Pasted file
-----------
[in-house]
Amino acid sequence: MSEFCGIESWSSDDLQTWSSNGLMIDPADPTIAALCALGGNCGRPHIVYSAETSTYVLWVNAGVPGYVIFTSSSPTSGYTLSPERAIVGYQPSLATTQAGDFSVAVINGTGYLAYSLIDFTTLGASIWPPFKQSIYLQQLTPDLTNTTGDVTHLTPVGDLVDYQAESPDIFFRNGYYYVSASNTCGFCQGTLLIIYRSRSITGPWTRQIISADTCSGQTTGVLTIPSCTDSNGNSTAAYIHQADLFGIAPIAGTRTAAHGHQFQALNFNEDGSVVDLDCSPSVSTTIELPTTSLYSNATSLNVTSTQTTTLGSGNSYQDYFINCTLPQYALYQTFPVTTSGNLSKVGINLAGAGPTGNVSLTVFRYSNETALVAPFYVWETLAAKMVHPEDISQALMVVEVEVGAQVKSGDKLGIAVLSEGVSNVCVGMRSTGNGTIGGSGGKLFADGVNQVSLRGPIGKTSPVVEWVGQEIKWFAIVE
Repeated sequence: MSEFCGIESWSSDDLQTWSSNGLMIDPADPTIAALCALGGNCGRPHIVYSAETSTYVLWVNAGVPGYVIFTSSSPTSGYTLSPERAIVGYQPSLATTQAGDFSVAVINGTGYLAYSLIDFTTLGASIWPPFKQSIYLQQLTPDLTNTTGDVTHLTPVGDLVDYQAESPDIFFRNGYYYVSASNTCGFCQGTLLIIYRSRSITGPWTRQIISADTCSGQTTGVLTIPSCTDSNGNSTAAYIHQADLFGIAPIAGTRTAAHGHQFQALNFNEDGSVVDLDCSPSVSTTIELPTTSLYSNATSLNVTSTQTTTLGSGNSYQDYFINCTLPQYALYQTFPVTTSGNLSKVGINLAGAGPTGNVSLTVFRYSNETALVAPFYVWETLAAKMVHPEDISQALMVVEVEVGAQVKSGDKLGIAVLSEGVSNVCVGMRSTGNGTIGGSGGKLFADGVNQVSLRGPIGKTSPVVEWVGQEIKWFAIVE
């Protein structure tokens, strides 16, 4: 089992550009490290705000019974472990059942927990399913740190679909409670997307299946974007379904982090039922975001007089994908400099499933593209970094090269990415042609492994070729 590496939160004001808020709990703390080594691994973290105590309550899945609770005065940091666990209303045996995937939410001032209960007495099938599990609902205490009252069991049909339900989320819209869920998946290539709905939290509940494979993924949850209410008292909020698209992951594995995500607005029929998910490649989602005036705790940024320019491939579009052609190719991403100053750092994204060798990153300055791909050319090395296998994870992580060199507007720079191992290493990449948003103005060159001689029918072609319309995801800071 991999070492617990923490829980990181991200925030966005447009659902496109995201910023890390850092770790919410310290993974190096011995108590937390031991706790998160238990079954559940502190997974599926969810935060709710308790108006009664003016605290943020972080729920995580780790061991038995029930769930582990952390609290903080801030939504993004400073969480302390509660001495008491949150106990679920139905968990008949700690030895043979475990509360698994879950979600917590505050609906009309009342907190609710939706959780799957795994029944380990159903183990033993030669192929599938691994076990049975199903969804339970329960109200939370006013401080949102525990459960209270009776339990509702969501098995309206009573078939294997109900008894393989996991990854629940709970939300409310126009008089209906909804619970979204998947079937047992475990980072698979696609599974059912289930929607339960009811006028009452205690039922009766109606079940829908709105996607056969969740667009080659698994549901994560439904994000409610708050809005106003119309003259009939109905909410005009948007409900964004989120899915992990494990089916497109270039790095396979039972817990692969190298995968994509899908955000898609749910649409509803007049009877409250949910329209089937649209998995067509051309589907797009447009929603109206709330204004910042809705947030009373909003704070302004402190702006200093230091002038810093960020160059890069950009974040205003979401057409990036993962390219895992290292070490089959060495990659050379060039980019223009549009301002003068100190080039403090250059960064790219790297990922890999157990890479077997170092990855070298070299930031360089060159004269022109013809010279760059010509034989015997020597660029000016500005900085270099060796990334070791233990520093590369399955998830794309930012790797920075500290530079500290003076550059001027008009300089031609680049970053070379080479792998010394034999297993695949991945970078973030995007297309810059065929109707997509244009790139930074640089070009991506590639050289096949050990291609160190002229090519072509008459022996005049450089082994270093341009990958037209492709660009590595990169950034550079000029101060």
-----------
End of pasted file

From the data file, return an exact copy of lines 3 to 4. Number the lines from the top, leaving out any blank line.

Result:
Repeated sequence: MSEFCGIESWSSDDLQTWSSNGLMIDPADPTIAALCALGGNCGRPHIVYSAETSTYVLWVNAGVPGYVIFTSSSPTSGYTLSPERAIVGYQPSLATTQAGDFSVAVINGTGYLAYSLIDFTTLGASIWPPFKQSIYLQQLTPDLTNTTGDVTHLTPVGDLVDYQAESPDIFFRNGYYYVSASNTCGFCQGTLLIIYRSRSITGPWTRQIISADTCSGQTTGVLTIPSCTDSNGNSTAAYIHQADLFGIAPIAGTRTAAHGHQFQALNFNEDGSVVDLDCSPSVSTTIELPTTSLYSNATSLNVTSTQTTTLGSGNSYQDYFINCTLPQYALYQTFPVTTSGNLSKVGINLAGAGPTGNVSLTVFRYSNETALVAPFYVWETLAAKMVHPEDISQALMVVEVEVGAQVKSGDKLGIAVLSEGVSNVCVGMRSTGNGTIGGSGGKLFADGVNQVSLRGPIGKTSPVVEWVGQEIKWFAIVE
């Protein structure tokens, strides 16, 4: 089992550009490290705000019974472990059942927990399913740190679909409670997307299946974007379904982090039922975001007089994908400099499933593209970094090269990415042609492994070729 590496939160004001808020709990703390080594691994973290105590309550899945609770005065940091666990209303045996995937939410001032209960007495099938599990609902205490009252069991049909339900989320819209869920998946290539709905939290509940494979993924949850209410008292909020698209992951594995995500607005029929998910490649989602005036705790940024320019491939579009052609190719991403100053750092994204060798990153300055791909050319090395296998994870992580060199507007720079191992290493990449948003103005060159001689029918072609319309995801800071 991999070492617990923490829980990181991200925030966005447009659902496109995201910023890390850092770790919410310290993974190096011995108590937390031991706790998160238990079954559940502190997974599926969810935060709710308790108006009664003016605290943020972080729920995580780790061991038995029930769930582990952390609290903080801030939504993004400073969480302390509660001495008491949150106990679920139905968990008949700690030895043979475990509360698994879950979600917590505050609906009309009342907190609710939706959780799957795994029944380990159903183990033993030669192929599938691994076990049975199903969804339970329960109200939370006013401080949102525990459960209270009776339990509702969501098995309206009573078939294997109900008894393989996991990854629940709970939300409310126009008089209906909804619970979204998947079937047992475990980072698979696609599974059912289930929607339960009811006028009452205690039922009766109606079940829908709105996607056969969740667009080659698994549901994560439904994000409610708050809005106003119309003259009939109905909410005009948007409900964004989120899915992990494990089916497109270039790095396979039972817990692969190298995968994509899908955000898609749910649409509803007049009877409250949910329209089937649209998995067509051309589907797009447009929603109206709330204004910042809705947030009373909003704070302004402190702006200093230091002038810093960020160059890069950009974040205003979401057409990036993962390219895992290292070490089959060495990659050379060039980019223009549009301002003068100190080039403090250059960064790219790297990922890999157990890479077997170092990855070298070299930031360089060159004269022109013809010279760059010509034989015997020597660029000016500005900085270099060796990334070791233990520093590369399955998830794309930012790797920075500290530079500290003076550059001027008009300089031609680049970053070379080479792998010394034999297993695949991945970078973030995007297309810059065929109707997509244009790139930074640089070009991506590639050289096949050990291609160190002229090519072509008459022996005049450089082994270093341009990958037209492709660009590595990169950034550079000029101060």